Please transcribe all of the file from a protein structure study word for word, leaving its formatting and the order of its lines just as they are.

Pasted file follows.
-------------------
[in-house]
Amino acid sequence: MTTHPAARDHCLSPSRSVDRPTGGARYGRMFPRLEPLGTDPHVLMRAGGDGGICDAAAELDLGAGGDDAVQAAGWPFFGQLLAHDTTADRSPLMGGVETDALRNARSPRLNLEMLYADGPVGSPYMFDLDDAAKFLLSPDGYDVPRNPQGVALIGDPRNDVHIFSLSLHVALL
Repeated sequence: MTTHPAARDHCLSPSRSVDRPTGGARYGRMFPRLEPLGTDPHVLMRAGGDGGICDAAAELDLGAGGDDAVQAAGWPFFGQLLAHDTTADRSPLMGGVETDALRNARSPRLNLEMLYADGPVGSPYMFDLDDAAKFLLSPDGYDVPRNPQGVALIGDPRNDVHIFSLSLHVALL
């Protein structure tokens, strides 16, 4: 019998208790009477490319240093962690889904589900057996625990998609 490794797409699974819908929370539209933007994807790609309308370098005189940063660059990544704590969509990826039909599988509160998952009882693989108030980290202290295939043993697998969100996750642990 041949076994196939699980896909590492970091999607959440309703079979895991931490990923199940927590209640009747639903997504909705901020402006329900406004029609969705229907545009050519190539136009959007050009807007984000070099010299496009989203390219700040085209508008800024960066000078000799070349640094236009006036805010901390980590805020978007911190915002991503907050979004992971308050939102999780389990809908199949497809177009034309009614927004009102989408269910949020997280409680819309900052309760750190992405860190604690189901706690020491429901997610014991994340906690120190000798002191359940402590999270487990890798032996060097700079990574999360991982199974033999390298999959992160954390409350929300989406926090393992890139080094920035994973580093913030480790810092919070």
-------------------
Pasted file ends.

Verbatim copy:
[in-house]
Amino acid sequence: MTTHPAARDHCLSPSRSVDRPTGGARYGRMFPRLEPLGTDPHVLMRAGGDGGICDAAAELDLGAGGDDAVQAAGWPFFGQLLAHDTTADRSPLMGGVETDALRNARSPRLNLEMLYADGPVGSPYMFDLDDAAKFLLSPDGYDVPRNPQGVALIGDPRNDVHIFSLSLHVALL
Repeated sequence: MTTHPAARDHCLSPSRSVDRPTGGARYGRMFPRLEPLGTDPHVLMRAGGDGGICDAAAELDLGAGGDDAVQAAGWPFFGQLLAHDTTADRSPLMGGVETDALRNARSPRLNLEMLYADGPVGSPYMFDLDDAAKFLLSPDGYDVPRNPQGVALIGDPRNDVHIFSLSLHVALL
């Protein structure tokens, strides 16, 4: 019998208790009477490319240093962690889904589900057996625990998609 490794797409699974819908929370539209933007994807790609309308370098005189940063660059990544704590969509990826039909599988509160998952009882693989108030980290202290295939043993697998969100996750642990 041949076994196939699980896909590492970091999607959440309703079979895991931490990923199940927590209640009747639903997504909705901020402006329900406004029609969705229907545009050519190539136009959007050009807007984000070099010299496009989203390219700040085209508008800024960066000078000799070349640094236009006036805010901390980590805020978007911190915002991503907050979004992971308050939102999780389990809908199949497809177009034309009614927004009102989408269910949020997280409680819309900052309760750190992405860190604690189901706690020491429901997610014991994340906690120190000798002191359940402590999270487990890798032996060097700079990574999360991982199974033999390298999959992160954390409350929300989406926090393992890139080094920035994973580093913030480790810092919070």